The esophoric myope and contact lenses


When it comes to contact lens corrections for young myopes, the impact of orthokeratology (OK) and multifocal soft contact lenses (MFSCL) on binocular vision is pertinent to visual comfort and understanding mechanisms of myopia progression and control.

Oliver's story

Oliver, age 10, was referred with a history of fast, recent myopia progression. His mother was R&L -7.00 and he was quickly catching up – his refractive history was reported as being R&L -2.75 at age 7; R -4.00 L -4.50 at age 8; R -4.75 L -5.25 at age 9 and now R -6.00 L -6.75 at age 10. Only a month after seeing his referring optometrist, his acuity with this latter correction was R 6/12 and L 6/19, with retinoscopy over his spectacles revealing an extra 1D of myopia in each eye. Cycloplegic retinoscopy revealed R -6.50 and L -5.75 which didn’t appear to align with his presenting acuity in this newest prescription.

Binocular vision (BV) examination revealed a convergence excess esophoria of 4 prism dioptres (PD) at distance and 10PD at near. Additionally, Oliver showed a lead of accommodation, worse in his left eye (R +0.25 L -0.25), which was the likely source for his conflicting acuity and cycloplegic refraction results. Oliver had only ever worn spectacles and had recently been fit with his first pair of extended focus (progressive) lenses, but was interested in wearing contact lenses. In Oliver’s case, contact lenses would serve three purposes better than spectacle correction: firstly to provide a better myopia control option,(1) secondly to reduce the near esophoria by simply shifting from spectacles to contact lenses, and finally to see if the multifocal nature of either OK or MFSCLs could additionally help to improve his BV presentation.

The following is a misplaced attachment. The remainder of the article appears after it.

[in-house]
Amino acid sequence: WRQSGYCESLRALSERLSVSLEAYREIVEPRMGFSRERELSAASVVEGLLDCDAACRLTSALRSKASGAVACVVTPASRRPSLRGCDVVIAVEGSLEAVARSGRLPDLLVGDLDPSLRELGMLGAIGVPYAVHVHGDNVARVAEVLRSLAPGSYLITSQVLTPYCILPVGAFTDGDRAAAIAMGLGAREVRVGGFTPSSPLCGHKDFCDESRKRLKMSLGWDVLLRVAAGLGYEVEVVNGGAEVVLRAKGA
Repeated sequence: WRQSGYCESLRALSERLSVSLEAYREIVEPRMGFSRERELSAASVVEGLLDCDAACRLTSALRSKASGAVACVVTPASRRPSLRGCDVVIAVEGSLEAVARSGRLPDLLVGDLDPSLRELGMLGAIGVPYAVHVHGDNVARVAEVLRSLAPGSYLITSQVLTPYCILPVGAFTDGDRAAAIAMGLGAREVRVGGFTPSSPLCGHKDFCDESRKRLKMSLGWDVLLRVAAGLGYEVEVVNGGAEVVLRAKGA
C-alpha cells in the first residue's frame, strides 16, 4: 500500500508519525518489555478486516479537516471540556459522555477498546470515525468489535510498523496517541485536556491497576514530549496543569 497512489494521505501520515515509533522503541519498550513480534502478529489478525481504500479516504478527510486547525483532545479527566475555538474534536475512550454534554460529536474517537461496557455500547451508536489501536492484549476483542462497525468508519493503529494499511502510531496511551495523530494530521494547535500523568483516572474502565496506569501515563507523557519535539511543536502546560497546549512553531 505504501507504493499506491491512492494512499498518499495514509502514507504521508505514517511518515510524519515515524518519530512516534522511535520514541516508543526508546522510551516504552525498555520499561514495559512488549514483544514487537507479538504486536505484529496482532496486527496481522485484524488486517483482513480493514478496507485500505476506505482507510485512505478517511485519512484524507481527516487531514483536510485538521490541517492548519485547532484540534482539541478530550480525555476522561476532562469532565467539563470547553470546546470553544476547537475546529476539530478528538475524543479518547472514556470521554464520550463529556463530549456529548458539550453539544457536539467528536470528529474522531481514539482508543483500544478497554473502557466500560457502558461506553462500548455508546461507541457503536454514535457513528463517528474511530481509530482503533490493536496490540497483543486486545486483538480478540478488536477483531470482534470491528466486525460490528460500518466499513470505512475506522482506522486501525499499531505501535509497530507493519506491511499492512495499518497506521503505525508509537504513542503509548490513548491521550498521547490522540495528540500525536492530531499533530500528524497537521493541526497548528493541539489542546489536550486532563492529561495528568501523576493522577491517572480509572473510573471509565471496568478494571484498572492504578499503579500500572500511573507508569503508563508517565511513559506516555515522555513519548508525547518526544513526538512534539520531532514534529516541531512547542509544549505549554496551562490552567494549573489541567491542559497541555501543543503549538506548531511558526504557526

In Oliver’s case, contact lenses would serve three purposes better than spectacle correction.

With corneal topography revealing corneae too flat for likely success with OK fitting, Oliver was fit with Coopervision Misight multizone daily disposable contact lenses in the powers R -6.00 L -5.50. After cycloplegia the immediate BV response to this optical change couldn’t be measured, but two months later Oliver exhibited R 6/7.5+1 and L 6/9 contact lens acuity and his esophoria had improved to 2PD at distance and 7PD at near. He no longer exhibited a lead of accommodation (R&L +1.00) although he did show a L -0.50 refraction change, which better fit the acuity result this time than at the first examination. Oliver’s L contact lens prescription was increased to avoid the potential for myopia progression from undercorrection(2) and he was also prescribed divergence vision training to improve the still-evident convergence excess. In Oliver’s case, it is not known how much his esophoria could additionally relax through wearing his multizone contact lenses, which feature concentric zones of the distance correction alternated with a +2.00 Add, as the research is still not clear on exactly how these lenses work in non-presbyopic eyes with active (and in this case, overactive) accommodation.